The ongoing violence also aims to get an unelected third force into play as an interim administration which could then be coerced to serve the purpose of right wingers in Bangladesh. The All Party government is trying its best to stop that from happening.

Meanwhile, Gonojagoron, the progressive youth movement started on February 05, 2013, continues its nonviolent protest against the ultra rightwing Jamaat. This socio-political awakening has the potential to breed Bangla Nobojagoron (Renaissance).

During the past five years of Sheikh Hasina governance, Bangladesh has emerged as the one of the most promising economies of South Asia; per capita income doubled, economy maintained a 6+ GDP growth and the country achieved record monetary reserves. With education reforms, women empowerment, mother and child health care, push for digitalization, enhanced power supply abilities and necessary infrastructural developments, the country is now considered a direct foreign investment destination of choice. Investors, especially from India and Pakistan, are finding an investment-friendly ground in Bangladesh.

No magic can fix decades of political corruption but Sheikh Hasina cannot be accused of not trying; matters of corruption revealed by media have mostly been taken care of one by one and those involved face trials. This is more than what can be said for the previous BNP regime under Tariq Rahman.

Bangladesh is not a heaven yet, simply a land of happy people filled with the warmth of traditional hospitality. That opens the door for both friends and foes. We strongly hope that America would not undermine this hospitality as well as our strength to resist any sort of foreign interference. Bangladesh is neither Syria nor Afghanistan. We have a higher rate of education, both modern and mystic. Even the great conqueror Alexander didn’t make any attempts towards this Delta. He wisely said that no one should dare to control people whose minds are in harmony with the magical relation between river-tides and full-moon.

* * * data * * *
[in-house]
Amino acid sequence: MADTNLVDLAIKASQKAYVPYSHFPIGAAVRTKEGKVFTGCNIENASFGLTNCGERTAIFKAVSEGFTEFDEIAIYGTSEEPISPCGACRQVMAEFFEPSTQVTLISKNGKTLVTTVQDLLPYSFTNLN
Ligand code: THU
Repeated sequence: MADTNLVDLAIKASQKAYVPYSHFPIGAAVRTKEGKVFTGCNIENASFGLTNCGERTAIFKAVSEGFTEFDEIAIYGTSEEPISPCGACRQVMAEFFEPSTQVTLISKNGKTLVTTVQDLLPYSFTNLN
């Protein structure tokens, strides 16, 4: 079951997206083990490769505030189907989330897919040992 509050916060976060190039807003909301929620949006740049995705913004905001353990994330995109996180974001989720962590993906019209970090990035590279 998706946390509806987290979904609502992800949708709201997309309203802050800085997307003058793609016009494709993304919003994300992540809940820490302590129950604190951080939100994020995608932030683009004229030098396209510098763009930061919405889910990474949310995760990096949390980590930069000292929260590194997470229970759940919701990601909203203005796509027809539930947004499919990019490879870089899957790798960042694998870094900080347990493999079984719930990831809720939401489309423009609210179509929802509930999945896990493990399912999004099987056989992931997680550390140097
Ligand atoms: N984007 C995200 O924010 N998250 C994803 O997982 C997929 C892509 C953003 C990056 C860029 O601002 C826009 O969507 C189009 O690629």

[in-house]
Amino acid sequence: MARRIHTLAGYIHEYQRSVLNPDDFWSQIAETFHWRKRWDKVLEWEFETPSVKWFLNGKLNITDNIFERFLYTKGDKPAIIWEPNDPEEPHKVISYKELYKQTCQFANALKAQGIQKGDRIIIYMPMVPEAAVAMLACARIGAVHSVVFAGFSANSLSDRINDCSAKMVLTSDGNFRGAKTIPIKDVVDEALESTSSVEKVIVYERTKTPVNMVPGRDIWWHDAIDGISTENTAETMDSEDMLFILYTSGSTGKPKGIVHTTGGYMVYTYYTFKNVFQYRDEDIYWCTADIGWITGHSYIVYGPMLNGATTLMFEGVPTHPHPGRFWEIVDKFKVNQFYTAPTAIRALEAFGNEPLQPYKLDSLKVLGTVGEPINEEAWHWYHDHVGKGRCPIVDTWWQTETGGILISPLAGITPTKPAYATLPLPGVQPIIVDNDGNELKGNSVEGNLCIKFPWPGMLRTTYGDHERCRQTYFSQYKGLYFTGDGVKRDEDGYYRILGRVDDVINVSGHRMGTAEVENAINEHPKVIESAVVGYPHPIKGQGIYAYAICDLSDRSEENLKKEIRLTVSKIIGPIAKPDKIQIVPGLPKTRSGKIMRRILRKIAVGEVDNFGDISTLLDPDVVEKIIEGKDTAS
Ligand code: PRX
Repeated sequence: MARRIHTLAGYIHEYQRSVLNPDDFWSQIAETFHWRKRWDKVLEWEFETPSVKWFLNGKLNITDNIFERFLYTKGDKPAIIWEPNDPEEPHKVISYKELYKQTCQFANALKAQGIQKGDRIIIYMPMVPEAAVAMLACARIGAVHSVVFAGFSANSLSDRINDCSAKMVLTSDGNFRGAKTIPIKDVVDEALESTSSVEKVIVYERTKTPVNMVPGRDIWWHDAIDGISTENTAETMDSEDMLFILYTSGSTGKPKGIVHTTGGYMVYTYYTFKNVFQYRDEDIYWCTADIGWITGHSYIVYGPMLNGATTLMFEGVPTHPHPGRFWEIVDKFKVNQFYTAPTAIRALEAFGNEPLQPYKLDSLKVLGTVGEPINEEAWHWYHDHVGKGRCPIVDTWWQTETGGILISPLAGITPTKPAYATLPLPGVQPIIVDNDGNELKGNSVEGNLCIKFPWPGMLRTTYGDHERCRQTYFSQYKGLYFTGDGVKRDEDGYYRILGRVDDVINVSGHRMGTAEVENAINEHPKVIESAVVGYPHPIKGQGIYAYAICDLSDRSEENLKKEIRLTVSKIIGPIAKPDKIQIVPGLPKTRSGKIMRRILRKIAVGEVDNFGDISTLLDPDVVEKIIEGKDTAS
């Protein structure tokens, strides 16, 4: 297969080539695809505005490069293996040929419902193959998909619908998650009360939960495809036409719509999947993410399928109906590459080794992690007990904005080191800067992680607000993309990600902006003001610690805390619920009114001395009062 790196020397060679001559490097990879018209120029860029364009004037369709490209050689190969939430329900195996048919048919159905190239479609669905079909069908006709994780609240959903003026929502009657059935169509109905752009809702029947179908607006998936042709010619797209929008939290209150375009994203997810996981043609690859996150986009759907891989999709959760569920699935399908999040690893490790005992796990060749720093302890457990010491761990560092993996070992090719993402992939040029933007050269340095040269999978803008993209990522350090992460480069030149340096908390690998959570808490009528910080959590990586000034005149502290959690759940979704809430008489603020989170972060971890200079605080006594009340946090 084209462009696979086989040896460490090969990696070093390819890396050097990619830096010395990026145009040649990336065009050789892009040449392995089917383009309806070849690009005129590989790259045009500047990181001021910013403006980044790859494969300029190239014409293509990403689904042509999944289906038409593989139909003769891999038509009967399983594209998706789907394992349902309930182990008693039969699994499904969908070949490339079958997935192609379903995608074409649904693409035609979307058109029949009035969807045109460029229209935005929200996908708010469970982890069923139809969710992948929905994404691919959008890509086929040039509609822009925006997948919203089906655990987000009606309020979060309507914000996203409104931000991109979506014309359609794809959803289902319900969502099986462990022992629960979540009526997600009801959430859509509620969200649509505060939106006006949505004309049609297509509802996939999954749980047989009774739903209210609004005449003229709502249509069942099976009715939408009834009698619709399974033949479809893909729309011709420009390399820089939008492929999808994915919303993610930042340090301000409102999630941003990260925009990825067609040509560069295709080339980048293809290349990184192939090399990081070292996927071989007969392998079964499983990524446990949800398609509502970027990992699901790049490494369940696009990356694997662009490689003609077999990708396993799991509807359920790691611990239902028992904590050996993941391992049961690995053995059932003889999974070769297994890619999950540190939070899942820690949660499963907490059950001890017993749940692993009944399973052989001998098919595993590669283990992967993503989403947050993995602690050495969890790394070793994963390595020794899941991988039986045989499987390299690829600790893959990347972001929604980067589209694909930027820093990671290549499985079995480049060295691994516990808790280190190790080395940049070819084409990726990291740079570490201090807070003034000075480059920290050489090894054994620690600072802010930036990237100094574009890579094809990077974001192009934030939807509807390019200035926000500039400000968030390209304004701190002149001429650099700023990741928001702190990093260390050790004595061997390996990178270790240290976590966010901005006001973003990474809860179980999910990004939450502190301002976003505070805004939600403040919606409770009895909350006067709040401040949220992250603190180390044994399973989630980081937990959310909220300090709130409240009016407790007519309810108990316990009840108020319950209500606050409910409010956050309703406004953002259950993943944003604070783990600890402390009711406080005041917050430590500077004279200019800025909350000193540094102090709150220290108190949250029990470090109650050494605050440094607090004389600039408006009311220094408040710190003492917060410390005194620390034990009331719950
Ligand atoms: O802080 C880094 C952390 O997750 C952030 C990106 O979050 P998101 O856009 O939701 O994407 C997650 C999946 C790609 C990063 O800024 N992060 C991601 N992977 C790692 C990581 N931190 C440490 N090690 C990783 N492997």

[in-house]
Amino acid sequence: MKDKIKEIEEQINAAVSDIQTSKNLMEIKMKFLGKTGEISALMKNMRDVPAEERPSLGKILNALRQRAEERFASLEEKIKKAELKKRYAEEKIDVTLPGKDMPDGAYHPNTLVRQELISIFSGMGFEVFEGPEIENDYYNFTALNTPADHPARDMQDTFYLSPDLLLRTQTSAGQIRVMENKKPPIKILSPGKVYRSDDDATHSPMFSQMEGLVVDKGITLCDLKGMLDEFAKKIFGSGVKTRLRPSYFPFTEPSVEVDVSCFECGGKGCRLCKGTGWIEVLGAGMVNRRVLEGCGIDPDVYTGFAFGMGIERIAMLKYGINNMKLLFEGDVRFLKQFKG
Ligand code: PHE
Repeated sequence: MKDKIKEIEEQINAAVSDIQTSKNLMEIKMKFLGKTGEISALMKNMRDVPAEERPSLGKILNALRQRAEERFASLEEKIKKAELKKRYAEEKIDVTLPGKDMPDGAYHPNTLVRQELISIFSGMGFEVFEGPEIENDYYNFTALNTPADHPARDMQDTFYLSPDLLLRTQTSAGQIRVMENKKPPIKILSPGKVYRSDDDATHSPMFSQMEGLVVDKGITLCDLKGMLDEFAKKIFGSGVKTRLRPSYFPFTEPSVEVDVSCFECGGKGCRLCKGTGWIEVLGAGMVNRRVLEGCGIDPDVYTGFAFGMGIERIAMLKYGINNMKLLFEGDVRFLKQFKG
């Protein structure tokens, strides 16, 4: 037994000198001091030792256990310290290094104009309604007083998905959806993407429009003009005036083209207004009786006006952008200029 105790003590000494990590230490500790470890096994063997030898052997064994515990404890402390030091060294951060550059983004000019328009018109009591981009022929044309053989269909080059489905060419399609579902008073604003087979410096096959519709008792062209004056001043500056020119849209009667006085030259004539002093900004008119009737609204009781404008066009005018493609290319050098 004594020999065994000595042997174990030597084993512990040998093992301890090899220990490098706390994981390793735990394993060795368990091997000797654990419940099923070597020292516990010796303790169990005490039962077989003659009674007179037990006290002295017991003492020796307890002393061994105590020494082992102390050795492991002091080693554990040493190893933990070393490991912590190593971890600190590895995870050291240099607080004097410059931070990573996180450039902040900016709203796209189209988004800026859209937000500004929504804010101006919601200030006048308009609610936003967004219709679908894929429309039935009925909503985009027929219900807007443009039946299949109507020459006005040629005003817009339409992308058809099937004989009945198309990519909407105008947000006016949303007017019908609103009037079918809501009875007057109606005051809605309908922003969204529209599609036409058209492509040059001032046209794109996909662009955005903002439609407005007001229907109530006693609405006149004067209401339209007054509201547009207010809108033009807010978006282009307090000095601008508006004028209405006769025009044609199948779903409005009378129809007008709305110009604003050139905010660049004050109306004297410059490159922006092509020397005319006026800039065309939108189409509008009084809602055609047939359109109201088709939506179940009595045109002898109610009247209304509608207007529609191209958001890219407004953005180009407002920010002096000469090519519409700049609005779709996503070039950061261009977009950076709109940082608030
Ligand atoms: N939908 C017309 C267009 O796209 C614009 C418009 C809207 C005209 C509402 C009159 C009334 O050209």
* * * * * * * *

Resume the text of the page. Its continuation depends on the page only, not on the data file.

The writer is an Online Journalist and Offline Media Educator.

133 Responses to “Give me some sunshine; give me some rain”

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    Abu Sayeed

    Hope common sense will prevail so that BNP and it’s Pakistani ally Jamaat-e-Islami stop this nonsense! BNP dug it’s own grave by using Jamaat-e-Islami terrorists to burn people and animals alike, burn schools, kill policemen and terrorize commoners by torching vehicles packed with innocent passengers just the night before their call for inhumane hartals and blockades the next day. The government must deal sternly with these terrorists and assassins now to quickly restore normalcy.
    I am glad that MPs who enjoy all the facilities of parliamentary democracy but do not attend parliament will no longer be able to abuse democracy anymore.
    If BNP wants to survive it must immediately severe it’s terrorists links with war criminals of 1971. THE WAR CRIMINALS MUST BE PUNISHED FOR THEIR WAR CRIMES IN 1971.